But Sartwell is sure that his son did really see the moon, in his early life when his perception was as fresh as Jane’s is now, and he recalls how his other son, as a creeping baby, crawled across a grassy lawn on a summer evening, reaching out for the bright full moon on the horizon, trying to put it in his mouth.

The sad thing is that, as we grow older, we become sated with experience and with impressions. Our senses and desires become dulled, acclimated to things that were once astonishing. The glowing quality of yapha, the quality of shining and blooming, can wake us up again; reconnect us with the wondrous. Sartwell writes:

The extraordinary deep-red rose at the moment of perfect bloom, the monarch butterfly emerging wet and sparkling from the chrysalis into the full light, the indigo bunting streaking in utter, iridescent cobalt toward the feeder—bluer than anything else in the world—these arrest our attention and refresh our sensations.

Part of why yapha wakes us up is not only because it shines, but also because it is ephemeral, fleeting. How soon the gorgeous cherry blossoms fall in a flurry of petal snow; how suddenly the bright bird that materialized on the branch darts away and is gone from sight. They are gone the moment we have them, and for this reason, they are always perfectly new. They give us something that we long for increasingly as we grow older in life—innocence. They not only express it in their very being, but they help us recover an “innocence of eye,” a capacity to really see with the eyes of wonder again.

I would probably have to give a series of sermons to give justice to the primary Hindu word for beauty, sundara. Having some appreciation for understanding it is important for Unitarians because Hindu spirituality had a great impact on the Transcendentalists, our Unitarian forbears.

Hindu sage Visvanatha claims the experience of beauty is “the twin brother of mystical experience, and the very life of it is super-sensuous wonder.” Think of the kama sutra. It is seen through western eyes as just an exotic manual for expressing erotic desire, but for the Hindu it is an avenue to spiritual exaltation. Sexuality is spiritual and its spirituality is erotic.

I find it a little difficult to pin down what sundara means. Sometimes the world flows through you and sometimes you flow through it. Santwell makes the point that music is like that whether it is Bach or Reggae.

Did you know there are more Rastafarians in New Zealand than there are Unitarians by a large number? What attracts them is not just the smoking of ganga or weed. It is the music: Reggae. Rastafarian means God incarnate. Like Gospel music and the Blues it is the music of the oppressed. When Bob Marley sings I Shot the Sheriff or The Harder They Come or Burning and Looting his music is sundara. Our singing of our spirituality is more likely to make us beautiful than reciting our principles or listening to this sermon. Music flows through us and we flow through it.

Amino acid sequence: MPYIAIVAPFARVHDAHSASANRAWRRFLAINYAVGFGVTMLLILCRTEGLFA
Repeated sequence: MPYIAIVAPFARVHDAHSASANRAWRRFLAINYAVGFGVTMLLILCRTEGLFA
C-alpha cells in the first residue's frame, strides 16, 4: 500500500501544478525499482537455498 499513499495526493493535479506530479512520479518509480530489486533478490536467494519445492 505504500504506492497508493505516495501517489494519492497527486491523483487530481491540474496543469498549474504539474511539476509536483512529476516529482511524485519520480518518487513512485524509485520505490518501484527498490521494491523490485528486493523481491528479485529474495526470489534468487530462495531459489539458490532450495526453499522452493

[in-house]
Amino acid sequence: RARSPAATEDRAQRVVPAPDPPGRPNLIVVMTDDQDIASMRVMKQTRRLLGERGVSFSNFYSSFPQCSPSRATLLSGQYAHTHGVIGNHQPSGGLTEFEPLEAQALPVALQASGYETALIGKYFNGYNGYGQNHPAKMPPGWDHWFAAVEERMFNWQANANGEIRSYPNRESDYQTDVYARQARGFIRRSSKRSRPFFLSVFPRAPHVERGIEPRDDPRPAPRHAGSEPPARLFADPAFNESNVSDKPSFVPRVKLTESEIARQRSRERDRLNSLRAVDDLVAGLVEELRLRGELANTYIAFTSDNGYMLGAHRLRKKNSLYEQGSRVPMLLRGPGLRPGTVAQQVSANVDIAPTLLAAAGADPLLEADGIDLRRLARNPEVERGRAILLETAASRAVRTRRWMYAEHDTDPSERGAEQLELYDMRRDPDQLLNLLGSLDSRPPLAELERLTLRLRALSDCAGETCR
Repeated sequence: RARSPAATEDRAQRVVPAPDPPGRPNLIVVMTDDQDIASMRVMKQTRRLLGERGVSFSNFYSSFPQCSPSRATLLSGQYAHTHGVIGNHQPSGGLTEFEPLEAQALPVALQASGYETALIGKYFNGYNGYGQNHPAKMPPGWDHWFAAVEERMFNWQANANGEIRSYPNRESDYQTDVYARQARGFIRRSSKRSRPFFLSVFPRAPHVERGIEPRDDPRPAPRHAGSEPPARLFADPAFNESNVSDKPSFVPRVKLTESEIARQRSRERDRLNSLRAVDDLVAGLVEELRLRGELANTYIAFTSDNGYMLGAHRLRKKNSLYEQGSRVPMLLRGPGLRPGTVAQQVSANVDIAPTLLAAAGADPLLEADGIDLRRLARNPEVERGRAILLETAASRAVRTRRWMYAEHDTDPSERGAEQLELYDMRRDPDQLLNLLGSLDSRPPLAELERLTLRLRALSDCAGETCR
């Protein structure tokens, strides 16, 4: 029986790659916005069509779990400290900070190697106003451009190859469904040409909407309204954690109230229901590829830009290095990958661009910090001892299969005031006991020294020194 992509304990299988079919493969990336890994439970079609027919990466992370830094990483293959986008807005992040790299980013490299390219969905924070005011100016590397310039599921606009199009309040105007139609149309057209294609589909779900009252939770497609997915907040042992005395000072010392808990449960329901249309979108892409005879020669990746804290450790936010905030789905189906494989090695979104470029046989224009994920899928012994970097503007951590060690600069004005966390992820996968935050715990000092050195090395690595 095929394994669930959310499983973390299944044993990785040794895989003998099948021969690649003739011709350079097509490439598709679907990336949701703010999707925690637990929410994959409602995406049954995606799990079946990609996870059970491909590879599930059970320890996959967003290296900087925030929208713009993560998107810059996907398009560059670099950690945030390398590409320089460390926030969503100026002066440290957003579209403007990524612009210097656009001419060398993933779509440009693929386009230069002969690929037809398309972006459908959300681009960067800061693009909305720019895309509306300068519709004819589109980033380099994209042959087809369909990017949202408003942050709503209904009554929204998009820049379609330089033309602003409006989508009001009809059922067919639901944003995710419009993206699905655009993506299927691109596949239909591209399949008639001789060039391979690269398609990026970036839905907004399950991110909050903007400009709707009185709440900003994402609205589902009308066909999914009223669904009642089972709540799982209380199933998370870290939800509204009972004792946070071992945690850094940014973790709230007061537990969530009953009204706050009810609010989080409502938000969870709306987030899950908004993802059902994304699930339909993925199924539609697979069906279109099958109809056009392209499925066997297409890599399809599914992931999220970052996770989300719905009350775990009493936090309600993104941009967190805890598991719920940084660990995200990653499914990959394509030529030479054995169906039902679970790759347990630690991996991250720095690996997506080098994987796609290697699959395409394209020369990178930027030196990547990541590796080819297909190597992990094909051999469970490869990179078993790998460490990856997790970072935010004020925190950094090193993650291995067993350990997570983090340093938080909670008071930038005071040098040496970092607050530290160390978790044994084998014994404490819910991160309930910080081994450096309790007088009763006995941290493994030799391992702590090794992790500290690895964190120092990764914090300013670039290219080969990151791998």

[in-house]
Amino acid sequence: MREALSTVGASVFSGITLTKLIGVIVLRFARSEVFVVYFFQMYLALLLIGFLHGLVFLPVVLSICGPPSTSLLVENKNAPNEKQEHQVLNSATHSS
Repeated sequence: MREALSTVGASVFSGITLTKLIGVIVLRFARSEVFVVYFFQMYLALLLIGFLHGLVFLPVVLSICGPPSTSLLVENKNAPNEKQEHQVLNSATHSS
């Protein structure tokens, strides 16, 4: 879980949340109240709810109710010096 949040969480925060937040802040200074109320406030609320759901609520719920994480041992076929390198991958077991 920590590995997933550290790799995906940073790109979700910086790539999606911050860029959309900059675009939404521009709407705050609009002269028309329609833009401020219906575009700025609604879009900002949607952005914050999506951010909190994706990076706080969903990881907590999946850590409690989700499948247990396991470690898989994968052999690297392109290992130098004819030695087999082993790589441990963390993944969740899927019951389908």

Indian culture accepts and embraces the natural state of the body more easily than we in the west do. Although it’s a culture that absolutely defies simple distillations, one could say that there is a sense of the human body and the body of the world—the physical—as the residence of the holy. A deity can reside in a clay or wooden icon, or in a human avatar. Indeed, unlike the Christian idea of the incarnation of God in man as a unique, cosmic anomaly, in Hinduism, incarnating into matter is just what God does, over and over endlessly in a dizzying array of manifestations. And unlike the schism between sexuality and spirituality found in the western tradition, the Hindu icons often show their deities tenderly or ecstatically coupled.

Of course, India isn’t the only culture to celebrate the holy in matter. One might also have such an experience in a baroque cathedral in Italy or like I did in La Sagrada Familia in Barcelona where the light flowed through me. Or we might have such an experience in a cathedral of vaulted trees. I once did a civil union in an opening in the bush on Waiheke Island at the foot of its highest mountain, Maunganui. It was a temple like Unitarian Theodore Parker described as the idea of sundara, the beauty of holiness at home in the world:

Be ours a religion, which, like sunshine, goes everywhere;
its temple, all space;
its shrine, the good heart;
its creed, all truth;
its ritual, works of love;
its profession of faith, divine living.

The Greek contribution to the idea of beauty is to kalon. It connects beauty to the idea of knowledge or “illumination”.

I remember my father telling me Plato’s parable of the cave. Plato pictured most of us as being like prisoners who have spent our whole lives shackled in a dark cave facing a stonewall. Behind us a fire is burning. Guards walk back and forth in front of the fire carrying various objects, causing a kind of flickering shadow play to be projected upon that wall. All that we can ever glean of the nature of things is based upon these vague, dancing shadows. In other words, we are incapable of direct perception of anything. We’re not only in the dark, but all that we see is dim, distorted, and several times removed from things as they really are.

Plato further imagines that even if we were released from our shackles and shown the real objects themselves, we would be so confused by the unfamiliarity of what we were seeing that we would reject that new reality. And if we were shown the fire as the source of the false images, we would shrink away from it and turn back to the wall, seeking the familiar. If we were thrust outward into the light-drenched world, we would cringe in the blinding light and try to withdraw back into the darkness of the cave that is all that we have ever known. But gradually, we could grow accustomed to the light and gain an understanding of the sunlit reality of things.